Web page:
Activating Your People with Accountability in the Age of the Remote Workplace

Maybe you’ve heard the news: remote work is here to stay. Whether you embrace it or not, how companies develop remote workplace cultures now will affect what we mean by “the office” for years to come.

New variations of hybrid on-site/remote cultures, asynchronous remote work cultures, and synchronous remote work cultures are being created as we speak. The big experiment is on, globally. And there’s no clear gold standard.

It’s an exciting moment for leaders — as well as an unnerving one. As organizational behavior expert Ethan S. Bernstein noted, the number of choices available for how to structure the post-pandemic workplace for the diverse workforce is making things tricky. How we work after the virtual days of the pandemic is just beginning to be studied, and there is no clear “superior” model.

And remote work is far from perfect. Productivity loss, communication lags, difficulties with motivation and focus, “quiet quitting,” or “quiet firing” — these are just a few of the challenges leaders are facing with teams working virtually.


This is where accountability comes in.

Accountability means riding out to meet the challenges, finding solutions by owning the process and the results — whether positive, neutral, or negative. Accountability is a powerful unifying principle in a remote work culture. When leaders and team members in an organization are empowered to be accountable — taking ownership of the process and results — culture naturally flourishes. 

Without accountability to unify diverse individuals dispersed remotely, the structure and purpose of a remote work culture can fall apart.

Below are the top five ways for you to activate accountability to unify culture for the remote workplace:

  • Embrace, organization-wide, digital transformation. Assess and remove barriers to communications and information sharing. Organize with your leaders team ideation spaces, carefully selecting the task-tracking and real-time communication tools to remove guesswork from team projects and ensure accountability across teams at the individual level.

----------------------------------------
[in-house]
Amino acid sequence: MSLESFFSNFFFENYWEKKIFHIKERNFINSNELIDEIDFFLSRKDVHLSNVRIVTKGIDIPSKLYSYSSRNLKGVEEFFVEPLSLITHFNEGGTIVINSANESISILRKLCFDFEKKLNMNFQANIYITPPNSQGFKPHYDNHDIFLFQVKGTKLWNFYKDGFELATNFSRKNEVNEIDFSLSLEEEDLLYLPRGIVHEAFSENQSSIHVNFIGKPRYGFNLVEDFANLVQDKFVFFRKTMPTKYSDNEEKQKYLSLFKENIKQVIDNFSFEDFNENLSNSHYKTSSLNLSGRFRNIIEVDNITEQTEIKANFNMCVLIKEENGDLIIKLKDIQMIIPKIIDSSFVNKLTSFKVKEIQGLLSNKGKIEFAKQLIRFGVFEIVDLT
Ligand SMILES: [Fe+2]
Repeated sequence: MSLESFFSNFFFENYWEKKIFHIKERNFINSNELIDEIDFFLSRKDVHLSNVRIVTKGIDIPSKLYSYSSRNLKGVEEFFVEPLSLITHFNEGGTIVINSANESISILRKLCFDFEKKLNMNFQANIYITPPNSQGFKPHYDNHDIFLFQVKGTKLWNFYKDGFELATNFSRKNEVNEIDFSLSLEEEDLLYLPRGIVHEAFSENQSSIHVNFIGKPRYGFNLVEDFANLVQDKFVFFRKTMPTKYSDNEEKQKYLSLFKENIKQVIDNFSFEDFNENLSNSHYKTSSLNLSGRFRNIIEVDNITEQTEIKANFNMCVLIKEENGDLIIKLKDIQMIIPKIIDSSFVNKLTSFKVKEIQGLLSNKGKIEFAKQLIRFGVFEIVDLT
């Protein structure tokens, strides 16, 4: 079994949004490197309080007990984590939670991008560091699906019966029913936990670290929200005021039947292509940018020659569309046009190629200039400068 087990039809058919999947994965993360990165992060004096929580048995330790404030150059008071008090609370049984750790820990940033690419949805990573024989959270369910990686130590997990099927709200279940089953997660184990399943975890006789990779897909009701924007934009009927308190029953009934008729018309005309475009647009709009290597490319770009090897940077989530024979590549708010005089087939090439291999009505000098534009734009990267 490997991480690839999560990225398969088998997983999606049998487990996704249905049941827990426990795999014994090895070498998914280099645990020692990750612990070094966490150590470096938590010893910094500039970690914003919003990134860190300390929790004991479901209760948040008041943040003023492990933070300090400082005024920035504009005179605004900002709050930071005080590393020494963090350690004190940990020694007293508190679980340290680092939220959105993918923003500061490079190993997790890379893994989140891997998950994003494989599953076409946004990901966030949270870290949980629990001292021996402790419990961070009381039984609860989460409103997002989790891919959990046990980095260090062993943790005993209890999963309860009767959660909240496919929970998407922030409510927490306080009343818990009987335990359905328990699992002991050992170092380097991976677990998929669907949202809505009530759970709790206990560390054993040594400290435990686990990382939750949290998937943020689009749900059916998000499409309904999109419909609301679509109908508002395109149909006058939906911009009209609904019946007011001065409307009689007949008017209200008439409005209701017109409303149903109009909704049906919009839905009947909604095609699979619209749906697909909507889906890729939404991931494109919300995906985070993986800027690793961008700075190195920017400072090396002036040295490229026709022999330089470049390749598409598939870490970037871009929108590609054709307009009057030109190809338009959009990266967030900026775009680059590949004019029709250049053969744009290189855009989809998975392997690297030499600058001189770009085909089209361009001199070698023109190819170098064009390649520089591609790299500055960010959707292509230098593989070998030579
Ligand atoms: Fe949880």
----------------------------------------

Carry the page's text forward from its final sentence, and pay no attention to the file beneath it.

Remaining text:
• Cultivate accountable leaders. Every remote team needs a defined and accountable leader. Shift leaders between projects but be clear: they have the responsibility and power to direct and motivate remote teams to meet results.
  • Redefine collaboration, together. Redefine collaboration together in the remote work ecosystem and as teams functioning within it. Encourage all to freely work with each other with accountability in autonomy. Define how ideas and actions affect the company-at-large, and should add value and support to overall success.
  • Model and create accountability. As your teams communicate and collaborate, leaders should assign clear tasks with expectations for delivery and timelines to ensure every team member is accountable for their piece and sees the connection between their work and the larger goal.
  • Track productivity. Working remotely in teams can create new unforeseen blocks to achieving results. Check in. Develop new check-ins. Discover with your leaders what works, whether it’s project kick-off briefs, alignment check-ins, or mid-project retros. 

Creating a culture that prioritizes accountability requires daily engagement among individuals. It takes time and aligned investment to internalize and put into practice. The remote work cultures being formed (and re-formed) today are finding a powerful tool in accountability. Meanwhile, employee surveillance tools are backfiring, creating distrust and division in organizations that use them to monitor remote workers.

Remember: culture is a journey and requires intentional leadership that places an emphasis on the experiences your people have every single day.  

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